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Theater in Chicago has a bold immediacy that sets it apart from what you see elsewhere in America, and Barbara Gaines’ new Chicago Shakespeare “Hamlet” is the embodiment of all that is best and most distinctive about it. A cunningly abridged modern-dress-and-pop-music staging that eschews the tired clichés of that genre, this “Hamlet” flies across the stage with the gut-ripping speed of a slug from a .45, featuring a performance of the title role by Maurice Jones that is flat-out spectacular….
Costumes notwithstanding, this is not a high-concept “Hamlet” but a down-the-center revenger’s tale of grief run amok, a tragic thriller that begins by the grave of Hamlet’s murdered father and ends with a stageful of corpses. What happens in between unfolds on a thrust-stage set that suggests a black hole of despair, one around which Mr. Jones stalks like a starving panther. The technology, like the décor and music, is very much up to date—you’ll be astonished by the way in which Ms. Gaines and her designers conjure up the dead king’s ghost—but the emotions are timeless.
It’s a tribute to Mr. Jones’ acting that he makes so colossal an impression in a production whose cast includes a goodly share of Chicago’s top actors…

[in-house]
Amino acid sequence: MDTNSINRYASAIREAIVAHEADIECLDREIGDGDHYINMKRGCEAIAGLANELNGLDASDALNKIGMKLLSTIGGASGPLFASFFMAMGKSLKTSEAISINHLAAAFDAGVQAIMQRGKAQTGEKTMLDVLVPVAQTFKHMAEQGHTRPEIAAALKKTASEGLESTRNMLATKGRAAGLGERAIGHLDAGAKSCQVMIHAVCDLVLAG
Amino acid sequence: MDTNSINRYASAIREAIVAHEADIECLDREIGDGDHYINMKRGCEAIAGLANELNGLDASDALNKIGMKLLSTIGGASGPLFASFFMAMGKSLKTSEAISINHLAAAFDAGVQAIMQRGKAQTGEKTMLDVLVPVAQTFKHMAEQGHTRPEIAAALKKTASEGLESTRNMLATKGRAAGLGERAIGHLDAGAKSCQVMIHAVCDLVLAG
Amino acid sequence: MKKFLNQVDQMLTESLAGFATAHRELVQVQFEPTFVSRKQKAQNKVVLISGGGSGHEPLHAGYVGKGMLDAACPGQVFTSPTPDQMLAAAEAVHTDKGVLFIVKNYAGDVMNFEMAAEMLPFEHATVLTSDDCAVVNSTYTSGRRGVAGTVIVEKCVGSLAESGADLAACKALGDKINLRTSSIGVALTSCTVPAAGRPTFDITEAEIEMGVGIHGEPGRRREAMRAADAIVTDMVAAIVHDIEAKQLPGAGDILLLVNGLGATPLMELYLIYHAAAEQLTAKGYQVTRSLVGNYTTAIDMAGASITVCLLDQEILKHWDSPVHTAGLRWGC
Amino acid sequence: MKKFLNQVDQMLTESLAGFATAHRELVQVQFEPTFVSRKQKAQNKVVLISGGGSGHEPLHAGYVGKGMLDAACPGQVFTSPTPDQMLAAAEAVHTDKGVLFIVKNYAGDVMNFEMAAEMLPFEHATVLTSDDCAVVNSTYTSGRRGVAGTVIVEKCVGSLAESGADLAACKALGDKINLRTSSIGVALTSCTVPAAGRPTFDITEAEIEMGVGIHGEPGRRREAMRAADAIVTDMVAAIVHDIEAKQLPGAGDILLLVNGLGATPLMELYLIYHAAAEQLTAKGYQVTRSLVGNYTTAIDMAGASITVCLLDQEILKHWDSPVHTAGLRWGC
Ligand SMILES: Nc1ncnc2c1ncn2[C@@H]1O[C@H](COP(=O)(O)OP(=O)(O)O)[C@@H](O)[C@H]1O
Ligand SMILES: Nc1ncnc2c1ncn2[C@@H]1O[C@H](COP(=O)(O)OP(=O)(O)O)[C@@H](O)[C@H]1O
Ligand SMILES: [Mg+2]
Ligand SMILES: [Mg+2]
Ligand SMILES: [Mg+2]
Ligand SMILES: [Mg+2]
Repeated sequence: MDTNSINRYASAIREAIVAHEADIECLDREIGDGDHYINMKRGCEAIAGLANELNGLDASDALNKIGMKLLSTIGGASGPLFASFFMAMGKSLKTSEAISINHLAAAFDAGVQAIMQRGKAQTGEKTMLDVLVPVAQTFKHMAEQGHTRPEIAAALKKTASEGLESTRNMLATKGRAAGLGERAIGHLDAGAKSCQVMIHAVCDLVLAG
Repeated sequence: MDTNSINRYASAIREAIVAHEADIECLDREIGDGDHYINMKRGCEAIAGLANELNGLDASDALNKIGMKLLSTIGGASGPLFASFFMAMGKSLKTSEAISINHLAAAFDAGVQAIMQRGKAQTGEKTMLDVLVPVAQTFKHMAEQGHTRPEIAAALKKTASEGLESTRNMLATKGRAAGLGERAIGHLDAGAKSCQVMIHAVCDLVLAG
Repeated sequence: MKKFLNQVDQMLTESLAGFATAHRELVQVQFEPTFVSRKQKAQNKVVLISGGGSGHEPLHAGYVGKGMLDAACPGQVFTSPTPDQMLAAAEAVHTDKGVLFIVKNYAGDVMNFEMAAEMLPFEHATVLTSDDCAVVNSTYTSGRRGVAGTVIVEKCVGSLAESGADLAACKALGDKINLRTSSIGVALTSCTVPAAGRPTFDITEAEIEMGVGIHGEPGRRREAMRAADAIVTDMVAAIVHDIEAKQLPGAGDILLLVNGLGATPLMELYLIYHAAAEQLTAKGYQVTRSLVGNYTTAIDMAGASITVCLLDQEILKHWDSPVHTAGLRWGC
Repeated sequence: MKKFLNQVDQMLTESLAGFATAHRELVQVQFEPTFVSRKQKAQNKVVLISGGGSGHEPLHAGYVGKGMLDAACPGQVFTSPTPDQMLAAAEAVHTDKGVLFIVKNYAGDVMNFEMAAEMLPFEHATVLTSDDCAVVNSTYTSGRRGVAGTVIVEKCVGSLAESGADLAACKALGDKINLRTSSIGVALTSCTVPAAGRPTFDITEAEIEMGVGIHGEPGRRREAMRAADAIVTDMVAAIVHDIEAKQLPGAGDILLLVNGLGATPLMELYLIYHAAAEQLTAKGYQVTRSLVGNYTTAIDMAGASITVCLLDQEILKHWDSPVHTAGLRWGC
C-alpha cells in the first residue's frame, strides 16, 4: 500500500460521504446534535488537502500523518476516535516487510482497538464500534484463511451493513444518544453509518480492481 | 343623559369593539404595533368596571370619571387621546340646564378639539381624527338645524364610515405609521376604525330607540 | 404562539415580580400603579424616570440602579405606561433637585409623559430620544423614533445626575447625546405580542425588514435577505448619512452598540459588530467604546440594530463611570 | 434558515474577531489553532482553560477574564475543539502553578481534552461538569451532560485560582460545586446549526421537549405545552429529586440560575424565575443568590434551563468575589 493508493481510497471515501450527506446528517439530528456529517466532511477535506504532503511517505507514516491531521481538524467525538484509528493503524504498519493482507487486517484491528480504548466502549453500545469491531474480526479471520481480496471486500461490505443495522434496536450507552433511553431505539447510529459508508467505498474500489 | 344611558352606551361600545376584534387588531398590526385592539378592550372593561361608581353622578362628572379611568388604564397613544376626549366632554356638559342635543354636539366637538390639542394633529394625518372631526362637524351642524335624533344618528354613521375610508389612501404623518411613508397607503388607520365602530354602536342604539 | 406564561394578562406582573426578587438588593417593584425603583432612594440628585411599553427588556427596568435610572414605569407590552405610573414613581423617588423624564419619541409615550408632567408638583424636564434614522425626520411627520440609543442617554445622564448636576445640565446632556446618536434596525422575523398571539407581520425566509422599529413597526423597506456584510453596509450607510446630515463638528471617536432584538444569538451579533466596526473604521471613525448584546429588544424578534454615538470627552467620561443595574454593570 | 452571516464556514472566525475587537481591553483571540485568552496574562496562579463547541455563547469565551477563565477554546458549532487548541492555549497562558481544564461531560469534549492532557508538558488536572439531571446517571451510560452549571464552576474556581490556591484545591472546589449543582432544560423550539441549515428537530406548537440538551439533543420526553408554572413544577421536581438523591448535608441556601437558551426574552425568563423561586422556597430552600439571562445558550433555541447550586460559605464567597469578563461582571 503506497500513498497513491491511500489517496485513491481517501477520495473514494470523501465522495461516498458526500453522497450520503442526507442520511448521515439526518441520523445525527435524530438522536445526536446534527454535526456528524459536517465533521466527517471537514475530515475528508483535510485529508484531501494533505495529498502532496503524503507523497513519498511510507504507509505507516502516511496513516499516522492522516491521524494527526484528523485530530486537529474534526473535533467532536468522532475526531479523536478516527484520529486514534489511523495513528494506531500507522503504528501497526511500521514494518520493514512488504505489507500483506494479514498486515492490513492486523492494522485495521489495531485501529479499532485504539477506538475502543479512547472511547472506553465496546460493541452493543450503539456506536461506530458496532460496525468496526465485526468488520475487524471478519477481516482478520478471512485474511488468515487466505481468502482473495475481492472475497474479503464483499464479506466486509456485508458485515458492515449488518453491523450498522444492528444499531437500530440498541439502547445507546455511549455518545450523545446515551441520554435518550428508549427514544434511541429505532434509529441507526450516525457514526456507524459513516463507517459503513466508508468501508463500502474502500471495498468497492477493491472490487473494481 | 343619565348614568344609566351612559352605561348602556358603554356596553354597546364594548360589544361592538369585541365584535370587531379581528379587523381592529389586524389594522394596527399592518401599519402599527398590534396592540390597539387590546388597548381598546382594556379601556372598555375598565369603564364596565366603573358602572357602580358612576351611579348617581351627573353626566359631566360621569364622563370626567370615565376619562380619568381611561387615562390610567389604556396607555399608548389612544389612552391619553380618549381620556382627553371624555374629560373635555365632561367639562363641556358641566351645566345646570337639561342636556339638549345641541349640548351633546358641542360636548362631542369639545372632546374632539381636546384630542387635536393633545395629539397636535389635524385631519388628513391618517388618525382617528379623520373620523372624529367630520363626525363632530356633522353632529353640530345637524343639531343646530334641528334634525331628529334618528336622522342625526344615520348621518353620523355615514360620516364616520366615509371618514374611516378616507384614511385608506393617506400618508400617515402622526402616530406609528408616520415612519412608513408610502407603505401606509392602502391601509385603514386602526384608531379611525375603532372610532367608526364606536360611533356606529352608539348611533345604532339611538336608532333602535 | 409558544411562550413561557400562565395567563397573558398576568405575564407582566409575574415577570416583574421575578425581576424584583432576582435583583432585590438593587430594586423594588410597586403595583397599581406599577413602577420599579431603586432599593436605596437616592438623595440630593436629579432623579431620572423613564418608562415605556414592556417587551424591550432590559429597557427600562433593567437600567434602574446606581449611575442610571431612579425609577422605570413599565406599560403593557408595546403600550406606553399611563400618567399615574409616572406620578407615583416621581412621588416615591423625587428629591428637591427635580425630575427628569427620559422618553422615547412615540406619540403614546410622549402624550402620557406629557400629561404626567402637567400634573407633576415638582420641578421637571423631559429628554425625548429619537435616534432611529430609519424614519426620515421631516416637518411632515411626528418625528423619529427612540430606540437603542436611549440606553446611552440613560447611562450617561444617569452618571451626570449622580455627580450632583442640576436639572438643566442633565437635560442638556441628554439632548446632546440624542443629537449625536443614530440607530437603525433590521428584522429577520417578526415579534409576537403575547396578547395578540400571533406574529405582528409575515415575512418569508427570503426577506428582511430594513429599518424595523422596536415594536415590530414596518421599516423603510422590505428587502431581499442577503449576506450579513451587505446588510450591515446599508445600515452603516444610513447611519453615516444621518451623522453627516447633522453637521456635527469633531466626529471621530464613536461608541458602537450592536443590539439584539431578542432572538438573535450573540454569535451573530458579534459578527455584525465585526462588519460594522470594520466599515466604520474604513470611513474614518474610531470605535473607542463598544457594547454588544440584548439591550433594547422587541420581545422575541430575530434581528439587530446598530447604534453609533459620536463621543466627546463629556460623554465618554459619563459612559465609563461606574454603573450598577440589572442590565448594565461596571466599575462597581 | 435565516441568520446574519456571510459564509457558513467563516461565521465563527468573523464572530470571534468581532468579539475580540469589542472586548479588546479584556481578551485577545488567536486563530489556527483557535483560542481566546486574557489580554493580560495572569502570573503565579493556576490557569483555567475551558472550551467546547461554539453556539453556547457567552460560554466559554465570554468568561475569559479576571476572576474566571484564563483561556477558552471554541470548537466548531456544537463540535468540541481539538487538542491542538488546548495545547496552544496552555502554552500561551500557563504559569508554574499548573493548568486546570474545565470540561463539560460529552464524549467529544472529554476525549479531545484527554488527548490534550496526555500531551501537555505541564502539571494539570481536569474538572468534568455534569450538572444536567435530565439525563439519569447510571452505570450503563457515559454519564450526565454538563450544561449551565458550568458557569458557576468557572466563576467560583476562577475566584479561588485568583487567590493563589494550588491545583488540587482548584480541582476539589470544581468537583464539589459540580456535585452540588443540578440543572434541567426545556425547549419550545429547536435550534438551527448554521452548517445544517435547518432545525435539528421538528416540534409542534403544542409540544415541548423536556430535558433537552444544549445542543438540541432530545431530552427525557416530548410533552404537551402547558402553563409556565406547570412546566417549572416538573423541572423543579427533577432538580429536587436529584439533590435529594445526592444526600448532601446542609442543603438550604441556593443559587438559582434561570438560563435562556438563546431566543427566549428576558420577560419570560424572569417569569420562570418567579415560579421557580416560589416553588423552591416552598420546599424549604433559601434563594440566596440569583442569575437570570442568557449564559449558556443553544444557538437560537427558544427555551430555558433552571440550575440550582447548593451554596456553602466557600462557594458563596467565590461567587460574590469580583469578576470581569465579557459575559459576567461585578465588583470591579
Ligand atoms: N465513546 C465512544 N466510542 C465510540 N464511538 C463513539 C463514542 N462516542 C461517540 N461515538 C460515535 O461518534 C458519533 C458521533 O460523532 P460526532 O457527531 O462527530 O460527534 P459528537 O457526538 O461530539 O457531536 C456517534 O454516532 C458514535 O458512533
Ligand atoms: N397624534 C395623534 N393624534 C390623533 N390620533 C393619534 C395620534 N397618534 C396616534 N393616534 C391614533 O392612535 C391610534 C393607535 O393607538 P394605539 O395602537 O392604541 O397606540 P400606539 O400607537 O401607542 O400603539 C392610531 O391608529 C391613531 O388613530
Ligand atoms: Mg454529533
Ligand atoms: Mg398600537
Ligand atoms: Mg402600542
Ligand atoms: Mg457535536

When I bristle at a show everyone else loved, I occasionally catch myself wondering whether my head was screwed on tightly enough. That’s why I decided to review a Chicago-area revival of “Next to Normal,” the 2008 Brian Yorkey-Tom Kitt pop-rock musical about bipolar disorder that won a Pulitzer Prize for drama and knocked out most of my colleagues. Unlike them, I found its portrayal of mental illness to be prettified and glib, and wondered whether “Next to Normal” might be more believable when mounted by David Cromer, America’s greatest stage director, for Writers Theater, America’s finest regional theater company. Sure enough, it is, to a degree not far from staggering….
As always, Mr. Cromer finds the tough center of truth in a script and puts it on stage as simply as possible, intensified by a poetic naturalism to which he alone holds the key. In his hands, “Next to Normal” becomes the story not of a crazy diva-mother who gets all the best tunes but of a nuclear family shattered by a sickness too strong for love. Everyone and everything, even the offstage pit band, is satisfyingly understated, including Keely Vasquez, who plays Diana, the manic mother who goes off her meds. Ms. Vasquez is so plausible that she comes across not as a singing actor but as a mom-next-door who stuns her neighbors by slashing her wrists….
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The trailer for Hamlet:
David Cromer talks about his revival of Next to Normal: